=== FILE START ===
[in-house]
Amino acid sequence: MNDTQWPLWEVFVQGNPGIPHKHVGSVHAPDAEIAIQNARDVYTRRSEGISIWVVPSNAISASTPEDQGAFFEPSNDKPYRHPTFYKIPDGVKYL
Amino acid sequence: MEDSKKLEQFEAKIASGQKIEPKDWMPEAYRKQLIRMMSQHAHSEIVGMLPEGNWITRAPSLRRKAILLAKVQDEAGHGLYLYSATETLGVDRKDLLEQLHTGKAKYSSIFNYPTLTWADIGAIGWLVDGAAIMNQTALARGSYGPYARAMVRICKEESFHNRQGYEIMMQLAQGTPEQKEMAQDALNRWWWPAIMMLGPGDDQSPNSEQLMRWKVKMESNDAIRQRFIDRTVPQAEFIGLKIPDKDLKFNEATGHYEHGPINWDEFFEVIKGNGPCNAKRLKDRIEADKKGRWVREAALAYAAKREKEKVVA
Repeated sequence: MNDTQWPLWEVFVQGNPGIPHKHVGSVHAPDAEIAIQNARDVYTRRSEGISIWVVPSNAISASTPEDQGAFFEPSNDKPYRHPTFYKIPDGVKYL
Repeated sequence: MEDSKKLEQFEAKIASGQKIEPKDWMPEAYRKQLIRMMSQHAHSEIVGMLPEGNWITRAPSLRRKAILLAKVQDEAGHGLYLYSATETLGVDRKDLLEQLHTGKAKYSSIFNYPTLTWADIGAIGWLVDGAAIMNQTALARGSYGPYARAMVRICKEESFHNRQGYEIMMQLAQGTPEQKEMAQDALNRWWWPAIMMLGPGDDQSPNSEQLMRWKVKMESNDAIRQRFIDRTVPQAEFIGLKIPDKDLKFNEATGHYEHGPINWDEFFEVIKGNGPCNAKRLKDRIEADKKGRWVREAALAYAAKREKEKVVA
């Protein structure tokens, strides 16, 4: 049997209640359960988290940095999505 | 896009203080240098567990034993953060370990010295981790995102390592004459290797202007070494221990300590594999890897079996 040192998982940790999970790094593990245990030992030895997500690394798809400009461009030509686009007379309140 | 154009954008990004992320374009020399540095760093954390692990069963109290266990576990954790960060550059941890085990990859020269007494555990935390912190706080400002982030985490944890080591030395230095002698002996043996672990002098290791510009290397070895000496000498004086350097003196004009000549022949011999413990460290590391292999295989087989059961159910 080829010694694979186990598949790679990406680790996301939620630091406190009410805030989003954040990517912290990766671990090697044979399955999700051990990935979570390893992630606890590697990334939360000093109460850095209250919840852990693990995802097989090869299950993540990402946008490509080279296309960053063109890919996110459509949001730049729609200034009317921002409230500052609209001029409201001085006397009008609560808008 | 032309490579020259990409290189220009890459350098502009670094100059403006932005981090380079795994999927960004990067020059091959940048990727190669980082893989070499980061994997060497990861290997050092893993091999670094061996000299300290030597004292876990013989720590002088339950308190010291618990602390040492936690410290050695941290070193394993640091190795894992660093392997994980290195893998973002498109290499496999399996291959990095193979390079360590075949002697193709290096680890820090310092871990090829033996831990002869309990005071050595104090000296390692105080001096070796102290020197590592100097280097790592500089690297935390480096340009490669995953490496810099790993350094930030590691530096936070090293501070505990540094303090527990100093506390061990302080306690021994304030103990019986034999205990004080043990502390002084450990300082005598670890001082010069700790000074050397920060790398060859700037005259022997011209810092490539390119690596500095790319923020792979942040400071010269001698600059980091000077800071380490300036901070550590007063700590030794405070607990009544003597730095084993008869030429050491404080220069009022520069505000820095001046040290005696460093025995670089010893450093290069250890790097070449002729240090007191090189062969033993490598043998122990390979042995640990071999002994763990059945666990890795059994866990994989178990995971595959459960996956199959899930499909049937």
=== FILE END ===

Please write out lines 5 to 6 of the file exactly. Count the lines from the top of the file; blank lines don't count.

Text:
Repeated sequence: MEDSKKLEQFEAKIASGQKIEPKDWMPEAYRKQLIRMMSQHAHSEIVGMLPEGNWITRAPSLRRKAILLAKVQDEAGHGLYLYSATETLGVDRKDLLEQLHTGKAKYSSIFNYPTLTWADIGAIGWLVDGAAIMNQTALARGSYGPYARAMVRICKEESFHNRQGYEIMMQLAQGTPEQKEMAQDALNRWWWPAIMMLGPGDDQSPNSEQLMRWKVKMESNDAIRQRFIDRTVPQAEFIGLKIPDKDLKFNEATGHYEHGPINWDEFFEVIKGNGPCNAKRLKDRIEADKKGRWVREAALAYAAKREKEKVVA
């Protein structure tokens, strides 16, 4: 049997209640359960988290940095999505 | 896009203080240098567990034993953060370990010295981790995102390592004459290797202007070494221990300590594999890897079996 040192998982940790999970790094593990245990030992030895997500690394798809400009461009030509686009007379309140 | 154009954008990004992320374009020399540095760093954390692990069963109290266990576990954790960060550059941890085990990859020269007494555990935390912190706080400002982030985490944890080591030395230095002698002996043996672990002098290791510009290397070895000496000498004086350097003196004009000549022949011999413990460290590391292999295989087989059961159910 080829010694694979186990598949790679990406680790996301939620630091406190009410805030989003954040990517912290990766671990090697044979399955999700051990990935979570390893992630606890590697990334939360000093109460850095209250919840852990693990995802097989090869299950993540990402946008490509080279296309960053063109890919996110459509949001730049729609200034009317921002409230500052609209001029409201001085006397009008609560808008 | 032309490579020259990409290189220009890459350098502009670094100059403006932005981090380079795994999927960004990067020059091959940048990727190669980082893989070499980061994997060497990861290997050092893993091999670094061996000299300290030597004292876990013989720590002088339950308190010291618990602390040492936690410290050695941290070193394993640091190795894992660093392997994980290195893998973002498109290499496999399996291959990095193979390079360590075949002697193709290096680890820090310092871990090829033996831990002869309990005071050595104090000296390692105080001096070796102290020197590592100097280097790592500089690297935390480096340009490669995953490496810099790993350094930030590691530096936070090293501070505990540094303090527990100093506390061990302080306690021994304030103990019986034999205990004080043990502390002084450990300082005598670890001082010069700790000074050397920060790398060859700037005259022997011209810092490539390119690596500095790319923020792979942040400071010269001698600059980091000077800071380490300036901070550590007063700590030794405070607990009544003597730095084993008869030429050491404080220069009022520069505000820095001046040290005696460093025995670089010893450093290069250890790097070449002729240090007191090189062969033993490598043998122990390979042995640990071999002994763990059945666990890795059994866990994989178990995971595959459960996956199959899930499909049937």